Officials from the People’s Bank of China and the China Banking and Insurance Regulatory Commission held talks with Ma and Ant separately between January and March, where the possibility of the Ma’s exit was discussed, Reuters reported.
The company hoped that Ma’s stake would be sold to existing shareholders in Ant or its e-commerce partner Alibaba Group Holding Ltd., Reuters said. Ant issued a statement to the news agency denying the divestment of Ma’s stake was ever considered.
The Chinese’ government has been squeezing Ma’s internet empire as part of an effort to imprint its authority indelibly on the country’s technology industry. In landmark announcements this month, it slapped a record $2.8 billion fine on Alibaba for abusing its market dominance, then ordered an overhaul of Ant.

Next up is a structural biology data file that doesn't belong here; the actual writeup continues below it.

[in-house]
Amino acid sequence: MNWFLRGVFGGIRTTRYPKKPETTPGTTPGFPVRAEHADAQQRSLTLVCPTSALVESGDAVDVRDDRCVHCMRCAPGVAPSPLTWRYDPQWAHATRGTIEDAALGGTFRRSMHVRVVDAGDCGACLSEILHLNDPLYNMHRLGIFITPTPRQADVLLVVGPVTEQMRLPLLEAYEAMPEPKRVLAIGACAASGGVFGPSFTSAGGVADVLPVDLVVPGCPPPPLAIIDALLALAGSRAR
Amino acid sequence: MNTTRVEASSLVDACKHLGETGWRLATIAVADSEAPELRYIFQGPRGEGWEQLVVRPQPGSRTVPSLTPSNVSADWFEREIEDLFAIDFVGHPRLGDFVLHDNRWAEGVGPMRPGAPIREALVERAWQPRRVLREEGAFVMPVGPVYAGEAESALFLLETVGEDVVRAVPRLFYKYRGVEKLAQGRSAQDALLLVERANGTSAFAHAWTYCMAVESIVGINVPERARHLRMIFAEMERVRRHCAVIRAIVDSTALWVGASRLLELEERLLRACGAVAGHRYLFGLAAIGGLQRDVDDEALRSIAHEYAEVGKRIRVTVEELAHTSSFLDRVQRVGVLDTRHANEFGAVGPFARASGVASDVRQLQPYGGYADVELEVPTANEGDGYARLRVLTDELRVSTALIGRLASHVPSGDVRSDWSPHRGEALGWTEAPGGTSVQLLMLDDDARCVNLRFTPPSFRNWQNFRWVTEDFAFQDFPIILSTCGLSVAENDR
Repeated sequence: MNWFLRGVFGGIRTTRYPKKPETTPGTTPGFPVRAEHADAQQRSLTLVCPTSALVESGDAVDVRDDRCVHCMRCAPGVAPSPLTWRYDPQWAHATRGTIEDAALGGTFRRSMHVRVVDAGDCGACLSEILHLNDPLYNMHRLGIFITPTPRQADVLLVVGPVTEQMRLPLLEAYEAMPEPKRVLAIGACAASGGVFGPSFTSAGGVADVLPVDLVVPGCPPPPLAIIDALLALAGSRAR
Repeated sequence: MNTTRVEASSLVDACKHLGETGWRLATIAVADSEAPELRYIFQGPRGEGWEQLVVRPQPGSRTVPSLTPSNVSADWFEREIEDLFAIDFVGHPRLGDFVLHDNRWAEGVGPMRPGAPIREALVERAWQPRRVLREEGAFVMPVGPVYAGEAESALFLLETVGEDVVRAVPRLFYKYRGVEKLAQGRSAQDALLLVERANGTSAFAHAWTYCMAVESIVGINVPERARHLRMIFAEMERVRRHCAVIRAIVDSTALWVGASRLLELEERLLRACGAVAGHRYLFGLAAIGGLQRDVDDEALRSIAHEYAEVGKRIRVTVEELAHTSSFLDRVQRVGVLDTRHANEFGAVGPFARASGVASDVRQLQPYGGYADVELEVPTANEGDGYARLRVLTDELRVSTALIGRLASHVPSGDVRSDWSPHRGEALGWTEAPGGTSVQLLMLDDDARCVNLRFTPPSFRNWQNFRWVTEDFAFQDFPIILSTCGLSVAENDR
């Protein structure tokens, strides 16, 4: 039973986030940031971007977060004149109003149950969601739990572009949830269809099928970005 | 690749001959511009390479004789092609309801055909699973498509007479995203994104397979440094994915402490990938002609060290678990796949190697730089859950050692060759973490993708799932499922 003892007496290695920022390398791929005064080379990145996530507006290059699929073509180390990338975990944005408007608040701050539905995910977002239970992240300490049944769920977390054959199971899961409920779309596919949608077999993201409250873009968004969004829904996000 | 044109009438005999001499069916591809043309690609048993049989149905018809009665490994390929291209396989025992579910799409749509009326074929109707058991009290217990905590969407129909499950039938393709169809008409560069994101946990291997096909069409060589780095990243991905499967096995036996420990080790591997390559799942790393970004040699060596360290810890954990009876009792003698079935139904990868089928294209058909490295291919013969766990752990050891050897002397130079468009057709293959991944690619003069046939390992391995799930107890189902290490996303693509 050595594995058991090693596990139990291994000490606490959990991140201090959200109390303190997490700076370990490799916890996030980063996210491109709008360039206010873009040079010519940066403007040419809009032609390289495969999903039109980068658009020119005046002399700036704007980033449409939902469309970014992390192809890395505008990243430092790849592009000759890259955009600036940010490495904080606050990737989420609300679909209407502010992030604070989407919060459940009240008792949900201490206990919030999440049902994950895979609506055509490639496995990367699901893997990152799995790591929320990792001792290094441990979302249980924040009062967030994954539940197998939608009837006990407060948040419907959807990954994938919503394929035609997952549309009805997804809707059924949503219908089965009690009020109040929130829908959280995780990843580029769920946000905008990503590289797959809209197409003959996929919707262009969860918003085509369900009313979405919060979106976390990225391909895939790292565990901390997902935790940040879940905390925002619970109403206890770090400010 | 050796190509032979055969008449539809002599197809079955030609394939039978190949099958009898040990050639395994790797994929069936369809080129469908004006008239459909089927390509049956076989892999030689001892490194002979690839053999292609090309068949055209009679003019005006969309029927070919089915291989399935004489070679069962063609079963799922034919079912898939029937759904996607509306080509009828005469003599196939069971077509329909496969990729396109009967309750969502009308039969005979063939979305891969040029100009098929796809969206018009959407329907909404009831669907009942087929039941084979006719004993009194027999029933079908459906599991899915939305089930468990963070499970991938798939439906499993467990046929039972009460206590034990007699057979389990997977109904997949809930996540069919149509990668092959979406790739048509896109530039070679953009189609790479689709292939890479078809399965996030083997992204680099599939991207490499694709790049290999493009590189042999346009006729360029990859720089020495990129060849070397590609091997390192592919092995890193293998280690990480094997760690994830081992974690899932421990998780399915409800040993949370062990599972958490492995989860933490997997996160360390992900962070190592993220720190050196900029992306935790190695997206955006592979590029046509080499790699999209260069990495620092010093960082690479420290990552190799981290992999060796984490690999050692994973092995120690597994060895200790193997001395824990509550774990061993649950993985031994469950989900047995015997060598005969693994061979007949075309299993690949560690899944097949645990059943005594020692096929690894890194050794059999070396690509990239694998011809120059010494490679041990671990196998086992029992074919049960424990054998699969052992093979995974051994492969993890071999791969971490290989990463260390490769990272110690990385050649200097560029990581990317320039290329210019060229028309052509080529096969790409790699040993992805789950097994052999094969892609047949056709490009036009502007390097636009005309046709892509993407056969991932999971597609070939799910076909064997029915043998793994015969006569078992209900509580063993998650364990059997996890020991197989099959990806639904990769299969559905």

Ant will effectively be supervised more like a bank, a move with far-reaching implications for its growth and ability to press ahead with a landmark initial public offering that the government abruptly delayed late last year.
The overhaul outlined by regulators and the company will see Ant transform itself into a financial holding company, with authorities directing the firm to open its payments app to competitors, increase oversight of how that business fuels it crucial consumer lending operations, and ramp up data protections. It will also need to cut the outstanding value of its money-market fund Yu’ebao.
Bloomberg Intelligence senior analyst Francis Chan said in a report earlier this week he expects Ant’s valuation to drop below 700 billion yuan ($107 billion) from 2.1 trillion yuan in an earlier attempt to public.
“Ant Group’s prospects could wane further after China halts improper linking of Alipay payments with Ant’s other products,” he said. “New curbs on Yu’ebao also hurts its wealth business.”
Ant’s Prospects Wane on Alipay’s Decoupling From Products: React